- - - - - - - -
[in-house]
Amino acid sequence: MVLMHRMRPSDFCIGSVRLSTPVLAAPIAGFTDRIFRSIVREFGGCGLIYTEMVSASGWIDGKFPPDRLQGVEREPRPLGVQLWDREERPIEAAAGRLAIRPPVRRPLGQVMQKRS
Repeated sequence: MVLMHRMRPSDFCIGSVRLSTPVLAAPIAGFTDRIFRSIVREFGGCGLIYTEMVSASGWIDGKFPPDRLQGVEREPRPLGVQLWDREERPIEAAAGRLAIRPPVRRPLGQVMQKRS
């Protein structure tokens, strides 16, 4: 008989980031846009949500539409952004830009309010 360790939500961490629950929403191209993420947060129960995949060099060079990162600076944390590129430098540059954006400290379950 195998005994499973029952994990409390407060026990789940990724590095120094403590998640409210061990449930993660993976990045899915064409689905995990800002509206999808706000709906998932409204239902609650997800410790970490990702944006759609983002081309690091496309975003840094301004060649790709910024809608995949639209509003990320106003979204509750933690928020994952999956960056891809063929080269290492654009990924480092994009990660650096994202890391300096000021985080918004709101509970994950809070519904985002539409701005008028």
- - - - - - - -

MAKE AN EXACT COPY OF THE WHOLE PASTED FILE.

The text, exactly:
[in-house]
Amino acid sequence: MVLMHRMRPSDFCIGSVRLSTPVLAAPIAGFTDRIFRSIVREFGGCGLIYTEMVSASGWIDGKFPPDRLQGVEREPRPLGVQLWDREERPIEAAAGRLAIRPPVRRPLGQVMQKRS
Repeated sequence: MVLMHRMRPSDFCIGSVRLSTPVLAAPIAGFTDRIFRSIVREFGGCGLIYTEMVSASGWIDGKFPPDRLQGVEREPRPLGVQLWDREERPIEAAAGRLAIRPPVRRPLGQVMQKRS
């Protein structure tokens, strides 16, 4: 008989980031846009949500539409952004830009309010 360790939500961490629950929403191209993420947060129960995949060099060079990162600076944390590129430098540059954006400290379950 195998005994499973029952994990409390407060026990789940990724590095120094403590998640409210061990449930993660993976990045899915064409689905995990800002509206999808706000709906998932409204239902609650997800410790970490990702944006759609983002081309690091496309975003840094301004060649790709910024809608995949639209509003990320106003979204509750933690928020994952999956960056891809063929080269290492654009990924480092994009990660650096994202890391300096000021985080918004709101509970994950809070519904985002539409701005008028």